La fête de Saint-Valentin has a special relationship with France: it is widely believed that the very first Valentine’s Day card was sent in France in 1415 from the Duke of Orleans to his wife. As far as Valentine’s Day traditions around the world go, this is a big deal.

Unlike their Estonian cousins, in France Valentine’s Day is strictly reserved for lovers. No surprise when the capital city is affectionately known as La ville de l’amour (the city of love). Celebrated on the 14th February, French customs are similar to British and American customs: a romantic dinner, a dozen red roses, maybe a box of chocolates.

As well as traditional roses, orchids and lilies are also popular gifts to give and receive for V-Day in France. However, as is the case for a lot of holidays here, cards are not very common. So, if you’re thinking of surprising your French S/O this Valentine’s Day, stick with a blooming bunch of beauties.


Valentine’s Day in the USA

Valentine’s Day is a huge deal in the USA. While the basic Valentine’s Day traditions are the same as in the UK, it’s done on a much larger scale. Popularised in the 1840s as a celebration of romantic love, V-Day has since transformed into a celebration for all.

Romantics at heart, in the USA Valentine’s Day is all about grand gestures. Starting in schools, it is common for children to write each other cards and share them with each other as a token of friendship and affection.

As is the case for Valentine’s Day around the world, roses are absolutely the it-flower of the day. Red, pink, orange, white – doesn’t matter! What matters is showering the person you love most in the world with affection.

And it doesn’t end with flowers. Valentine’s Day in the USA is a great opportunity to give any gift your heart desires, from glitzy jewellery to hampers filled with romantic and delicious goodies.

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Valentine’s Day in Denmark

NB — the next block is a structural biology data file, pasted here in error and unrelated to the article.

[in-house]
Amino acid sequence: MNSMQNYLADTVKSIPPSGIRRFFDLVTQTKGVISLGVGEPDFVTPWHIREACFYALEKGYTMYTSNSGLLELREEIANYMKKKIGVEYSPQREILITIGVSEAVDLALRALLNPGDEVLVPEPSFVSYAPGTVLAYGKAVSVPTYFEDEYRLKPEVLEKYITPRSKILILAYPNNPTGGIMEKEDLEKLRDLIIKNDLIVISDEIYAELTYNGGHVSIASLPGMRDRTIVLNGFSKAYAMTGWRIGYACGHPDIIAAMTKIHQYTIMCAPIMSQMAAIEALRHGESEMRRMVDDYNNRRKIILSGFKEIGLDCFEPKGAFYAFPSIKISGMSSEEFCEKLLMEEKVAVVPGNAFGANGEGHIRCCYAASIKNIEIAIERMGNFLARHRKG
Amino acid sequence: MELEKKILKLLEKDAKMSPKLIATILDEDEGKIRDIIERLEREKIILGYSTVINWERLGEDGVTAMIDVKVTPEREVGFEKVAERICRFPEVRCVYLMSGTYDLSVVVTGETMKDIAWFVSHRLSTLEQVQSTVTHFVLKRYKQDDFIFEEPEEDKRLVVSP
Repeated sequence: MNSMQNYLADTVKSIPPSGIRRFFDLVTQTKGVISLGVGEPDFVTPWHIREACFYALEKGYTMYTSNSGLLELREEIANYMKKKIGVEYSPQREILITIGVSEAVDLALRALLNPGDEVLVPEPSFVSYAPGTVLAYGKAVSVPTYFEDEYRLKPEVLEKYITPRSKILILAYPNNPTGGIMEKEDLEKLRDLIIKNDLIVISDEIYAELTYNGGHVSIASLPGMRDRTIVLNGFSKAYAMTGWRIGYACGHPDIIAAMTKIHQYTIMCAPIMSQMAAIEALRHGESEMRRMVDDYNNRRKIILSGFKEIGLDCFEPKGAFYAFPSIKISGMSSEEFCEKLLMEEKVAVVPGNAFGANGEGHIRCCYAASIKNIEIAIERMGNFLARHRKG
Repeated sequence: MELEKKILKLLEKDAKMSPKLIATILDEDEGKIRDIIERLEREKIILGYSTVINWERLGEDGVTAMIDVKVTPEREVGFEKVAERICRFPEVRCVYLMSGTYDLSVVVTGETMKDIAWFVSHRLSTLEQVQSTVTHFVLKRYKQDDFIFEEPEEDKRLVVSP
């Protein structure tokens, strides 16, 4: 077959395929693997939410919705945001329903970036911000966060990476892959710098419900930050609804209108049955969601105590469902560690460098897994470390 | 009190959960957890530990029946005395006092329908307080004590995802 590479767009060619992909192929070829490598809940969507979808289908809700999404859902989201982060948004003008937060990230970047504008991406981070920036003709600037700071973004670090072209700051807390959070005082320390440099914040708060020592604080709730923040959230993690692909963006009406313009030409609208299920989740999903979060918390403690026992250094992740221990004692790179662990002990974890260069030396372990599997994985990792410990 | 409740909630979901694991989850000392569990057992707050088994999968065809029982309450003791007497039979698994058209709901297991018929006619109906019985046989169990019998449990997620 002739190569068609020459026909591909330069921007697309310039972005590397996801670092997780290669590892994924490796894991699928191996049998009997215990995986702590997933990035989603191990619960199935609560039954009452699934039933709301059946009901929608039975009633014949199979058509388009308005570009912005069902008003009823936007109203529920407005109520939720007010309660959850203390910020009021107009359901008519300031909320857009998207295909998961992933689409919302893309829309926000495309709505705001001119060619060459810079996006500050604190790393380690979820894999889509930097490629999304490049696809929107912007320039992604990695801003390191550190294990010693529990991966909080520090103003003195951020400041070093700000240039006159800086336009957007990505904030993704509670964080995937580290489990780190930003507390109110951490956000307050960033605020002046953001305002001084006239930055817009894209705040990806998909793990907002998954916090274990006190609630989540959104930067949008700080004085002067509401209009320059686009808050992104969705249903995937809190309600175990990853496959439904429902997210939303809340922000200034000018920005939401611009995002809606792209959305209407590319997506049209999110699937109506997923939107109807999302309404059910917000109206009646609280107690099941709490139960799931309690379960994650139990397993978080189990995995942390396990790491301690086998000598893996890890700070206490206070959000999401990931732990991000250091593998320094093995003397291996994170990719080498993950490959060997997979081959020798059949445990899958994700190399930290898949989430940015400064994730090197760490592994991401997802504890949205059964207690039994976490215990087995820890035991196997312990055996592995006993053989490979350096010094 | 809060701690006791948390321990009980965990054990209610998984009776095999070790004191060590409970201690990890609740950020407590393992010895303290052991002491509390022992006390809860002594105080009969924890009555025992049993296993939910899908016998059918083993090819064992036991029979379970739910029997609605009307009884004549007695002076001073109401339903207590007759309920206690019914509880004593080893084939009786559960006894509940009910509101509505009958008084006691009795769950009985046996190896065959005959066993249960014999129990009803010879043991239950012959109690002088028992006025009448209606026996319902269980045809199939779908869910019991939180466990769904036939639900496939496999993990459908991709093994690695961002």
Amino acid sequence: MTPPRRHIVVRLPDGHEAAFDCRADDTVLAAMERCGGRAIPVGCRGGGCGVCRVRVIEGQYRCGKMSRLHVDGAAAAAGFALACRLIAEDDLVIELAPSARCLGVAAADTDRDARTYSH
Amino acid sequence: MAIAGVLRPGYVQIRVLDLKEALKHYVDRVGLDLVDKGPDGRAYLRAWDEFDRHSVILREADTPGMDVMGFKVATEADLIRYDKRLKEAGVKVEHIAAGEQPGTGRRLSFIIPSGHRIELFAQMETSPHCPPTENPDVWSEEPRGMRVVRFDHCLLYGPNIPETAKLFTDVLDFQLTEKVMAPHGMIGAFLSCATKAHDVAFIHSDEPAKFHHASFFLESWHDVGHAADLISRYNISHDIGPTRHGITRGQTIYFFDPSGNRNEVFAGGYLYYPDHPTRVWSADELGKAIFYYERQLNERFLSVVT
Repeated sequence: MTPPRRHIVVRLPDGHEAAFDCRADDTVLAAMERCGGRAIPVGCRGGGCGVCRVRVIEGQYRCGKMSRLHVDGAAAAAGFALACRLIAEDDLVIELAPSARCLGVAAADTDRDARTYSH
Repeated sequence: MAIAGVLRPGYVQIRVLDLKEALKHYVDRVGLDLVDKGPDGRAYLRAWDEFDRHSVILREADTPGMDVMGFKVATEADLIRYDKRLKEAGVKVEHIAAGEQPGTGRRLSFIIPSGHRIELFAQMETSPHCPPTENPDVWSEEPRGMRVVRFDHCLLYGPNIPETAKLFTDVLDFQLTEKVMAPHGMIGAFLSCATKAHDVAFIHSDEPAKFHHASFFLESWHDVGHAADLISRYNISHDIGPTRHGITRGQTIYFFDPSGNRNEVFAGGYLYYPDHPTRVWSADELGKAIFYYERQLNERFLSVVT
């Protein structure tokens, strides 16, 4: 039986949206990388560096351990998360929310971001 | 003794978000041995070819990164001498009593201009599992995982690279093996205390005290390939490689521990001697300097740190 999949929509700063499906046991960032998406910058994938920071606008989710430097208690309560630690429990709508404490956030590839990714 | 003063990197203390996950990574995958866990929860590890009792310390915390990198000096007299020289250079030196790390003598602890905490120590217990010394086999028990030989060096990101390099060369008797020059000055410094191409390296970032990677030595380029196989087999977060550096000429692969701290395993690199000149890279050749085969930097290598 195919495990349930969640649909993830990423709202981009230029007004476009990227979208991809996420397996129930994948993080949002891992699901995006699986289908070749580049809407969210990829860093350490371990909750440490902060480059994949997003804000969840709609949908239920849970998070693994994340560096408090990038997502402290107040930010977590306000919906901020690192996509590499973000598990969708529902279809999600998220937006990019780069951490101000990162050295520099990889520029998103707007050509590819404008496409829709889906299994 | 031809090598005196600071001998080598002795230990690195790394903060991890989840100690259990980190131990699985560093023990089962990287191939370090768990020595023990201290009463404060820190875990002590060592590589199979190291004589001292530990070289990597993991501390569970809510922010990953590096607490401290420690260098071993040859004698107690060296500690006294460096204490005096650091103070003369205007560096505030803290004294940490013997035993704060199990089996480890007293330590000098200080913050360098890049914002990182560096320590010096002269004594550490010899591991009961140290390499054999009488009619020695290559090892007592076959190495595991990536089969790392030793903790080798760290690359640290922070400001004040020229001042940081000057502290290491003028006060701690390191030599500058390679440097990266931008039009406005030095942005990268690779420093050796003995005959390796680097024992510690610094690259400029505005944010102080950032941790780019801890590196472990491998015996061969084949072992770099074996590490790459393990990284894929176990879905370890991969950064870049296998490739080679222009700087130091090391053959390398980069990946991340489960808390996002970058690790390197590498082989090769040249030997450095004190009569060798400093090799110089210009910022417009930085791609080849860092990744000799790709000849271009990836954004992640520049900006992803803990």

Valentine’s Day in Denmark is also held on the 14th February, but it’s celebrated slightly differently to other countries.

Instead of giving red roses, the most common flower for Valentine’s Day around the world, Danes prefer to give their loved ones white flowers like snowdrops that can be given to both friends and lovers alike. On top of this, instead of the traditional Valentine’s card filled with romantic verse and deep declarations, in Denmark they give gaekkebrev.

Gaekkebrev was traditionally given during Easter but has become increasingly popular as V-Day tokens in Denmark. Otherwise known as the joking letter, these fun little notes are decoratively cut in elaborate designs and contain a witty anonymous note inside. If the recipient can guess who their secret admirer is, they might just get another Valentine’s Day treat…


Valentine’s Day in China

Chinese Valentine’s Day is properly known as the Qixi Festival and takes place at the end of August, though the dates change depending on the Chinese calendar. Celebrating love and romance in Chinese mythology, this is one of our favourite Valentine’s Day traditions around the world.

This festival has been going for over 2000 years and derives from the legend of the cowherd (Niulang) and the weaver girl (Zhinu). This story follows the humble cowherd who, with the help of his ox, marries a fairy, Zhinu, who becomes a weaver girl. Her mother, a goddess, then brought Zhinu up to heaven with her and separated her and Niulang by a river of stars (the Milky Way). However, once a year the lovers are reunited thanks to a bridge of magpies.

This magical and romantic story has been passed down through the generations, meaning that nowadays modern lovers look to the stars every Qixi Festival and remember the lovers as they celebrate their own love together


If you’ve fallen head over heels for some of these Valentine’s Day traditions, why not take inspiration from other cultures? Whether you want to switch up your flowers or honour your friends, we’ve got your Valentine’s Day inspiration covered.